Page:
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Balls wants a 100 per cent tax on inherited brains

Irwin Stelzer admires the Schools Secretary, and so regrets that his admissions policy prevents schools from taking account of a pupil’s prospects of success. Bad news all round Seemingly alone among my acquaintances, I see virtues in Ed Balls. He certainly is not media-friendly, partly because he has the Brownian habit of trying to bury

Happy 60th birthday, Israel: well done for surviving

What would Israel’s first Prime Minister David Ben-Gurion have said if, on the day that he declared the establishment of the State of Israel in 1948, he had known that six decades thence Israel would be encircled by its enemies, hopelessly outnumbered and fighting for its existence? He would surely have said: so what’s new?

Sorry, but family history really is bunk

When I visited the National Archives at Kew last week the place was full of them, scurrying about with their plastic wallets in hand, a look of eager concentration on their faces. It was impossible to escape their busy presence as they whispered noisily to relatives or whooped over the discovery of some new piece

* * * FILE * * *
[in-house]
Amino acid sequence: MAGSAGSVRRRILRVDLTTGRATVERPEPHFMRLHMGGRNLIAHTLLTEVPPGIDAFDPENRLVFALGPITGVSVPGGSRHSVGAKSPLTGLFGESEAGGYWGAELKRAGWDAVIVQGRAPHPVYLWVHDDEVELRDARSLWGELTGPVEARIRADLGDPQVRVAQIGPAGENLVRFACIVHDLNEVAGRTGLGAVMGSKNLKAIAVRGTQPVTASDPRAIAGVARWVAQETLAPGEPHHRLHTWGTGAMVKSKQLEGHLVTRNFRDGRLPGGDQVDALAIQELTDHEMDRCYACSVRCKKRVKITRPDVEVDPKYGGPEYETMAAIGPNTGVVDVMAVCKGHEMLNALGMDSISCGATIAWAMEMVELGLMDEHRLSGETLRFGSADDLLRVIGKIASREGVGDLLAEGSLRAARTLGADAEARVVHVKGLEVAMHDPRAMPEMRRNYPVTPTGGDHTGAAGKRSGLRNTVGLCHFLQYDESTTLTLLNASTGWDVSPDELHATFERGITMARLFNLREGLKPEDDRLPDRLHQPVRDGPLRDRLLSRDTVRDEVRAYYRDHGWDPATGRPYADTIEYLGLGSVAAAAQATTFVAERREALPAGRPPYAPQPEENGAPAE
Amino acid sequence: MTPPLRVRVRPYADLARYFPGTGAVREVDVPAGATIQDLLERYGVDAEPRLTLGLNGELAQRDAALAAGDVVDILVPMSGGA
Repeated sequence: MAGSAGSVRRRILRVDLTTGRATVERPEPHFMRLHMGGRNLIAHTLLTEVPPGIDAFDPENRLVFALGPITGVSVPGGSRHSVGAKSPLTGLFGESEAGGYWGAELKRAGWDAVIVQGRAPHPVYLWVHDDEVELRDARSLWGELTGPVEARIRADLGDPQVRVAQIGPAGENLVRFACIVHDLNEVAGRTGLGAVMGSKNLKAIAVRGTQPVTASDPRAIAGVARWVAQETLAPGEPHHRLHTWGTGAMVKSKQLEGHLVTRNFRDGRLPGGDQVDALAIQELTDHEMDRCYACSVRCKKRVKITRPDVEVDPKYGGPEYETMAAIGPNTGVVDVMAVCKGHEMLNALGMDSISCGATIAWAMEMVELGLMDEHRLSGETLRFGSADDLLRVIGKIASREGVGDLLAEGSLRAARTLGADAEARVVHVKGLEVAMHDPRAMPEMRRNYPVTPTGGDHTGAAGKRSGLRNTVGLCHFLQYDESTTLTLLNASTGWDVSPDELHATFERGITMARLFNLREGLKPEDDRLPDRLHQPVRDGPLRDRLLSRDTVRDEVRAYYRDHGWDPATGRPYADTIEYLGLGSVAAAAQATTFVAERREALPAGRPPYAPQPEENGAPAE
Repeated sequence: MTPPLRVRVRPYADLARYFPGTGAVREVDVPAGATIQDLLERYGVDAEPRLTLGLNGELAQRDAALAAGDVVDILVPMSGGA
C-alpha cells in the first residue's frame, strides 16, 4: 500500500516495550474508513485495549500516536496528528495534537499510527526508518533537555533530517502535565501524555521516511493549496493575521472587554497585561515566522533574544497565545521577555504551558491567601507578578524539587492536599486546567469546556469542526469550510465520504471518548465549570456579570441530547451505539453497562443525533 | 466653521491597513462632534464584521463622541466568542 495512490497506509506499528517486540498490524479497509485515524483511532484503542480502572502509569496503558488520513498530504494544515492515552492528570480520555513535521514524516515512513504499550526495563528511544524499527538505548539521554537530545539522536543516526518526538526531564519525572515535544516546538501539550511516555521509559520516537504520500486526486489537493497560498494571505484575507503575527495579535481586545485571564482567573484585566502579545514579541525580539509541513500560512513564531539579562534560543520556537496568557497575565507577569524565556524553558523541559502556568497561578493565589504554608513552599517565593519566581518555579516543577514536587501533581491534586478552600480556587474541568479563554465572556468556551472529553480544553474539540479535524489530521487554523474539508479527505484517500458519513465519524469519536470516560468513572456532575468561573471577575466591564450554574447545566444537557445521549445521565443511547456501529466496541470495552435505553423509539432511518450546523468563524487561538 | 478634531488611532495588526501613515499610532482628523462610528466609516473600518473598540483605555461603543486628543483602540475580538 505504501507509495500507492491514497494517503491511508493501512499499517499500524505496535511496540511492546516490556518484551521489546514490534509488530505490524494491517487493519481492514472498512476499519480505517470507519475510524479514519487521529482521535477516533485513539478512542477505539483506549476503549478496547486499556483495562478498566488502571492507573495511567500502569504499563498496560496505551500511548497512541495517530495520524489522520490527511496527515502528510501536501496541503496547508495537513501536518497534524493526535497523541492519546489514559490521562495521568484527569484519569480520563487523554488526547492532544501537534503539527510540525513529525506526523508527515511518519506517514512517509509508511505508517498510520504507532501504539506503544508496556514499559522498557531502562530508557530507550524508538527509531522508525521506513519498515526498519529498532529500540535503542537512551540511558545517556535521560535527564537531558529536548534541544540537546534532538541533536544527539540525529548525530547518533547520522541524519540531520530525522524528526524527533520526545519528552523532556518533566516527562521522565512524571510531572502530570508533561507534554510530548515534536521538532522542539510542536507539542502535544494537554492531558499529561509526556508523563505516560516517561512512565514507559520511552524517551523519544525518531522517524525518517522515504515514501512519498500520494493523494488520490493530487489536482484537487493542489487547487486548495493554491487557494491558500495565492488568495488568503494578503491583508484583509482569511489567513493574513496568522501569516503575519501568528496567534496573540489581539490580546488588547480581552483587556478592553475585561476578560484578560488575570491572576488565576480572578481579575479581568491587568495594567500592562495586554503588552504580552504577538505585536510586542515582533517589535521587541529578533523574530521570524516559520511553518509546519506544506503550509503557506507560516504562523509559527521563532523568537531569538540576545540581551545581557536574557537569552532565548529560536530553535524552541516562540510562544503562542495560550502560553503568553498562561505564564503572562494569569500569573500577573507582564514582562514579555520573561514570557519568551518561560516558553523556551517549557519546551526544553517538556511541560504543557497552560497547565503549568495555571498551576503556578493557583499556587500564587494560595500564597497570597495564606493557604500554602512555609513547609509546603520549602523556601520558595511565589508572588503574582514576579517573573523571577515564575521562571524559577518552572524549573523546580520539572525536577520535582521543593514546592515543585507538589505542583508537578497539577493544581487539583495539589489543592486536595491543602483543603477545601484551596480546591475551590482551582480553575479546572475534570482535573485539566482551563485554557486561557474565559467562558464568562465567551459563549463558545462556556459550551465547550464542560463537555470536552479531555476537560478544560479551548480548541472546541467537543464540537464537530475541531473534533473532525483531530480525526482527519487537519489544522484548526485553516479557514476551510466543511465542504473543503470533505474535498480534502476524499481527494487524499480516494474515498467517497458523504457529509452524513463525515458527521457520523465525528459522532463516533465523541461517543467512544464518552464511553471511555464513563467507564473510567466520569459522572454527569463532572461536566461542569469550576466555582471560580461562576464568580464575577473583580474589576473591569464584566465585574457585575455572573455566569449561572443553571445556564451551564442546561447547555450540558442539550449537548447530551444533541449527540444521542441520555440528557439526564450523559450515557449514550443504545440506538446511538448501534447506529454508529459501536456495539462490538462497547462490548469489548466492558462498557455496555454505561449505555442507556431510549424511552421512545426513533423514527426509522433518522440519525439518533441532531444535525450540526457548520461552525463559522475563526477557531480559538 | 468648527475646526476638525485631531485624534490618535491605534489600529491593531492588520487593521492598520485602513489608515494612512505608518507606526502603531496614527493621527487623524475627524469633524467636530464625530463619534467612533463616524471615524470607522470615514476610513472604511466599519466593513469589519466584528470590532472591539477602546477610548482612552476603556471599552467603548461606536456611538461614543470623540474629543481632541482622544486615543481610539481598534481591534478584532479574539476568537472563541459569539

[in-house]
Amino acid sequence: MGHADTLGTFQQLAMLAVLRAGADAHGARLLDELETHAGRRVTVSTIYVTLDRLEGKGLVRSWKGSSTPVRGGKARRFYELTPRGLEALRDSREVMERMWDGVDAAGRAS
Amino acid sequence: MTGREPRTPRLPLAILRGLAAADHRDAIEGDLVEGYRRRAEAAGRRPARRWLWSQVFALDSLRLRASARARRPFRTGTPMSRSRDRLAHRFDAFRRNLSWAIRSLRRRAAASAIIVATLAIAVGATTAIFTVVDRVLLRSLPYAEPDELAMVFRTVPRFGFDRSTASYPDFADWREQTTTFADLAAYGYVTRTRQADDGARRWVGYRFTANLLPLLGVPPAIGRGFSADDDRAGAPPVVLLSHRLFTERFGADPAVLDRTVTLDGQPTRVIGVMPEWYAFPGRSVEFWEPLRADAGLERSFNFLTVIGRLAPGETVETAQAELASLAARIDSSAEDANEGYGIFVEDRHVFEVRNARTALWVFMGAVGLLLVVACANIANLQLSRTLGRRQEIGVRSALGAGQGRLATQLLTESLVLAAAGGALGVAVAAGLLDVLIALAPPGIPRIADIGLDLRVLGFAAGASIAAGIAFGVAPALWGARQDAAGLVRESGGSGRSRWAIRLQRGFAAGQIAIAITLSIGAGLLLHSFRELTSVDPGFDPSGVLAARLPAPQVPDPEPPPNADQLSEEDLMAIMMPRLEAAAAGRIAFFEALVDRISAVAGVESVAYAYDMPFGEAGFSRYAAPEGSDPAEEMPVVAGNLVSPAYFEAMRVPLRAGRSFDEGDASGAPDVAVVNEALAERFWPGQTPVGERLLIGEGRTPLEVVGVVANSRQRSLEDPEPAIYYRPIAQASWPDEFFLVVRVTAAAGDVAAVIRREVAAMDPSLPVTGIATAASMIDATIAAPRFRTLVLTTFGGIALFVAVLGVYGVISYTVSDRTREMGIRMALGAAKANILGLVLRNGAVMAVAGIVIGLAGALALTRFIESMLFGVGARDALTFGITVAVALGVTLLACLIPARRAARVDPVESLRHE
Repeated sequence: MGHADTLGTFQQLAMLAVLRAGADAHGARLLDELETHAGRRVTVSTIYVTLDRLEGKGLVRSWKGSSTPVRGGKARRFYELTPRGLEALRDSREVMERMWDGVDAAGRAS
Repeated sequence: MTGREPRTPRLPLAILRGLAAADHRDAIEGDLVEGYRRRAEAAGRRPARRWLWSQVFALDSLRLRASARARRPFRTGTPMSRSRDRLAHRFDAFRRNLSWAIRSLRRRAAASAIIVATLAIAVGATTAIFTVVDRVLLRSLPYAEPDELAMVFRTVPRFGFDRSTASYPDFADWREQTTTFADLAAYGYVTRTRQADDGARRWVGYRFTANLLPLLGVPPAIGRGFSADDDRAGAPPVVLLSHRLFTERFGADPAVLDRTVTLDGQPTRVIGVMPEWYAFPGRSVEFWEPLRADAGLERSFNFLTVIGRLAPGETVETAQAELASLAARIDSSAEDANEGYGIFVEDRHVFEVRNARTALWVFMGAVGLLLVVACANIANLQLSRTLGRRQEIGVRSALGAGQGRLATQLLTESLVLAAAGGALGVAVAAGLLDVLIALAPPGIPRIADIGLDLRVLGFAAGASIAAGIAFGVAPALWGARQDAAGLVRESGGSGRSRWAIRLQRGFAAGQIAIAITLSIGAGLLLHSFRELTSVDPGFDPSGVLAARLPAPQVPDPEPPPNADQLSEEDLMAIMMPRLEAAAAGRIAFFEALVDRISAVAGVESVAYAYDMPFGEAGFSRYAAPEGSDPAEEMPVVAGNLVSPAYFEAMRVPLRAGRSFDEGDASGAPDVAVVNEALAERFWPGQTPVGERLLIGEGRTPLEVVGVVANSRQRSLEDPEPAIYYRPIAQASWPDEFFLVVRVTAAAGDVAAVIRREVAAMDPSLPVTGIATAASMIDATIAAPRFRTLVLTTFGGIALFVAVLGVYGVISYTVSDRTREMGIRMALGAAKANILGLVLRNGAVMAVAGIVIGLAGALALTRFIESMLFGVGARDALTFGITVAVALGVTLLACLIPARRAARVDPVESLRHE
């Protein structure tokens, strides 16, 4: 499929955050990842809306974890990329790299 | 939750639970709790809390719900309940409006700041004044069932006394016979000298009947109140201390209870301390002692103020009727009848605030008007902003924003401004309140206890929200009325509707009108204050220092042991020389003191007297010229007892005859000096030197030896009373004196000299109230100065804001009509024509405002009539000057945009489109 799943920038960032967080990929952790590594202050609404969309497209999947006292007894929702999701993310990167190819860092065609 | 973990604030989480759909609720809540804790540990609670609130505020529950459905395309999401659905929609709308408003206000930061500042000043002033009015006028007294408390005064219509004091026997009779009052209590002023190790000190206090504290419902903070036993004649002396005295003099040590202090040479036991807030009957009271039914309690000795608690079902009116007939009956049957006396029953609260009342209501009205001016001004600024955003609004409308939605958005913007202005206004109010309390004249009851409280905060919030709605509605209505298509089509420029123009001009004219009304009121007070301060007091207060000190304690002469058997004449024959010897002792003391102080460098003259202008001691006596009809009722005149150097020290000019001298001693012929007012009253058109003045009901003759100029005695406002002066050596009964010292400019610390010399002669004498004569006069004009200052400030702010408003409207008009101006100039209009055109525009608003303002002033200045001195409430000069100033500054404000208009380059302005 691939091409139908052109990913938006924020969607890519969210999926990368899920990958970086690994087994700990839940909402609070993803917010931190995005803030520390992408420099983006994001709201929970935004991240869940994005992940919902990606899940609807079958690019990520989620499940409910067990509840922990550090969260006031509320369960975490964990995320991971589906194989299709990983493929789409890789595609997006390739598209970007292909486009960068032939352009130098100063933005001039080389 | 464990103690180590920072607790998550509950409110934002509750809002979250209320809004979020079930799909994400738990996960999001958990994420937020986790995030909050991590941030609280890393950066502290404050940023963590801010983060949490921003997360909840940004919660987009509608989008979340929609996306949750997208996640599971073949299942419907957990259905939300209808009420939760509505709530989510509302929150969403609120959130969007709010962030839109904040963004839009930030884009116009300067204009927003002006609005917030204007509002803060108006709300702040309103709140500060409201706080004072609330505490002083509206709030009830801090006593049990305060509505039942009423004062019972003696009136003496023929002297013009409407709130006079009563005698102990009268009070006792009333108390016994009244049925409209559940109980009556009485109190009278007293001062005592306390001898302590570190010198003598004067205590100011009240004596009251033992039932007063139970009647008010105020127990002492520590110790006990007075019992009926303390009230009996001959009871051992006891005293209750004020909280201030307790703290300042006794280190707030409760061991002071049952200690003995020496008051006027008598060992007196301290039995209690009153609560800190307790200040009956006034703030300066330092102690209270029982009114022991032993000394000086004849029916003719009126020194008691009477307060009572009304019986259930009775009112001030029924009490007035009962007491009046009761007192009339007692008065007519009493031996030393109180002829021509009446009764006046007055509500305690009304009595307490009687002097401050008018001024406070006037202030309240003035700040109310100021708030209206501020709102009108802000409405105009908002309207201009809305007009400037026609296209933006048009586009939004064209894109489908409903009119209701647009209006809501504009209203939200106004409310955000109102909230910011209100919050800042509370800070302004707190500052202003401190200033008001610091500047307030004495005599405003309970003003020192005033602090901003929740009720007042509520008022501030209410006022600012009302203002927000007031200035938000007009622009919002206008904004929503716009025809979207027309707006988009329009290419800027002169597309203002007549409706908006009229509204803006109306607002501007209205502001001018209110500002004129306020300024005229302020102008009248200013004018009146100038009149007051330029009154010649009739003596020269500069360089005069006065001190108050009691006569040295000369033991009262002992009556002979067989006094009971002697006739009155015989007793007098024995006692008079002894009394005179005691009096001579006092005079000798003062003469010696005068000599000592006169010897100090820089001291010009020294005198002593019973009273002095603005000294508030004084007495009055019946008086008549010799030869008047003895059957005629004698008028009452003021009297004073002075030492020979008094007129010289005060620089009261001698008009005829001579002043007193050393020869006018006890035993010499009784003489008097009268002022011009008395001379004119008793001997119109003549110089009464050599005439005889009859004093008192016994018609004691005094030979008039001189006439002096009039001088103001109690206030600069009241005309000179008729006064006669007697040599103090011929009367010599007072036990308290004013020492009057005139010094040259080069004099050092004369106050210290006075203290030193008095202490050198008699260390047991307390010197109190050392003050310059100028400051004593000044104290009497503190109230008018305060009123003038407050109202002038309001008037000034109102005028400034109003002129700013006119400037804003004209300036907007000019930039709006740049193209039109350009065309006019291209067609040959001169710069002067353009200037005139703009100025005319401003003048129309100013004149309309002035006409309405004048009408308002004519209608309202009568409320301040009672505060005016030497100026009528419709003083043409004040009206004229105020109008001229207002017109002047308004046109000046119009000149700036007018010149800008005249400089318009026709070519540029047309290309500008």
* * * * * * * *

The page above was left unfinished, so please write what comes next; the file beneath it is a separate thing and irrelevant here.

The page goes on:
Not even science fiction foresaw the end of fathers

The Human Fertilisation and Embryology Bill seeks to end the child’s right to a father figure, writes John Patten, ignoring all sound research in its obsession with ‘discrimination’ ‘Down with Clause 14(2)(b)’ is hardly a snappy slogan. It is not even as succinct as ‘Abolish Clause 28 now!’, the phrase that so resonated back in

Strip clubs are a City girl’s sanctuary

Venetia Thompson, until recently a broker, says that the feminist Fawcett Society should not campaign to outlaw City outings to strip joints: they are harmless after-hour crèches It appears that women’s rights activists have hijacked the credit crunch. There could be no better time for the Fawcett Society, led by their director, Katherine Rake, to